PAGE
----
And speaking of indignity, it seems that my underwire bra has set off the metal detector. That was a fun moment.

    Friday, November 03, 2006

    Stay With Me

    Another good thing that I have to say about Tom Ford's Black Orchid is its long staying power. It holds its own for 6-8 hours, and a soft vanilla trace stays on the skin even longer. That's a very good thing in my book. I was never shy about fragrance. I don't use body splashes or any watered down scented products. I want the real thing, and I want to be able to smell it all day, and if possible- if you get close enough to me, you'l be able to smell it as well. This is why I'm terribly annoyed with serious perfumes that do not last.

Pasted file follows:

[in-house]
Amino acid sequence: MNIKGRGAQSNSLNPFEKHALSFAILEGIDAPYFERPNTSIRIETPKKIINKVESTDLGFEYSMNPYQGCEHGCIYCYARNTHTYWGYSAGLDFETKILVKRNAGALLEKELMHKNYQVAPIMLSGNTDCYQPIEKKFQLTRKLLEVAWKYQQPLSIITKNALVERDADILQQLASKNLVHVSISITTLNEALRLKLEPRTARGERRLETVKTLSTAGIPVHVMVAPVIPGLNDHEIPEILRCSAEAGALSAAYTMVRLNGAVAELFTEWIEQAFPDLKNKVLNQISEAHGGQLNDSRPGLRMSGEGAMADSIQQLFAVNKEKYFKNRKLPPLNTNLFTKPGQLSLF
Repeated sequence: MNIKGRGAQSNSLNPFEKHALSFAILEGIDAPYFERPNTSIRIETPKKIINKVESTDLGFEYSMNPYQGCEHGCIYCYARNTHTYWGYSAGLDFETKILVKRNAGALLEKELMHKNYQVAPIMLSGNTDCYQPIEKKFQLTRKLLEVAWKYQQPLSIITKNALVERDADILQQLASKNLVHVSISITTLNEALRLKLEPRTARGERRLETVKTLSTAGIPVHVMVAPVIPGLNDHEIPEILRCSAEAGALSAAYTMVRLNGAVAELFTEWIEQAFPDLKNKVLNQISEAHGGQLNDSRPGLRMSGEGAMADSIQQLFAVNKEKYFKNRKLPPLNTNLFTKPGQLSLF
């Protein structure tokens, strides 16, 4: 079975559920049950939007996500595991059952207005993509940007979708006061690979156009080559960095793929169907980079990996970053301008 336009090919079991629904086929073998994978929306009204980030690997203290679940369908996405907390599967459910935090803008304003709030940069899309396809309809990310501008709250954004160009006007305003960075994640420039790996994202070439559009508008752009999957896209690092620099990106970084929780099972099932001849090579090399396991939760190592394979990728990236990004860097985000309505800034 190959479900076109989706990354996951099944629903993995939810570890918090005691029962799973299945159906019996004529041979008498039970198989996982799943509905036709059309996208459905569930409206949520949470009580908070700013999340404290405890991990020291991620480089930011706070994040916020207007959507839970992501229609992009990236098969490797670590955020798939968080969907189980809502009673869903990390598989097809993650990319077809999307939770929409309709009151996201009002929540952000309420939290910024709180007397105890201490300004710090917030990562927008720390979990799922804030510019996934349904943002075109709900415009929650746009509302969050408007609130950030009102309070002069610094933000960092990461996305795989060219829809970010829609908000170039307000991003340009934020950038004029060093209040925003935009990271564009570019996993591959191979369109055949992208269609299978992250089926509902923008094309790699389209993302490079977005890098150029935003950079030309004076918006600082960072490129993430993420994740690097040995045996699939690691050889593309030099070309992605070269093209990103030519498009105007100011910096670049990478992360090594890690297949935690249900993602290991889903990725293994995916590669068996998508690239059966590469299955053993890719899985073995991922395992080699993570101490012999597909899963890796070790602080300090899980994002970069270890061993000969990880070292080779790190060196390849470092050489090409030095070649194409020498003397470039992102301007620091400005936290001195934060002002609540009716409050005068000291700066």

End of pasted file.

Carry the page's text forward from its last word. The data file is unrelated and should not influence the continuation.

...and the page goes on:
There are two houses famous for lack of staying power. Annick Goutal is one, though I'm getting the feeling that it's not a universal problem with these scents, except for poor Hadrien. I love both versions (Eau d'Hadrien and Le Nuit d'Hadrien), and while the latter ambery nature keeps it around for much longer, it could still be improved. The original EdH is as flighty as it is wonderful. I wish they'd come with an improved version.
    I'm quite happy with the other Goutals I'm using. Grand Amour lasts nicely and Quel Amour! stays all day and well into the evening. No complaints there.

    The other infamous maker is L'Artisan Parfumeur. It starts with the fact that the majority of their scents only come as an EDT. Why? I don't buy the faux French snobbery about how a good perfume needs to be subtle and barely there. Tell that to Serge Lutens (or any of the other big names. They are all very distinct. And they last). I only tried one of the EDP that they do offer (La Chasse aux Papillons Extreme) and while it smelled nice, I wasn't too impressed with its staying power, either.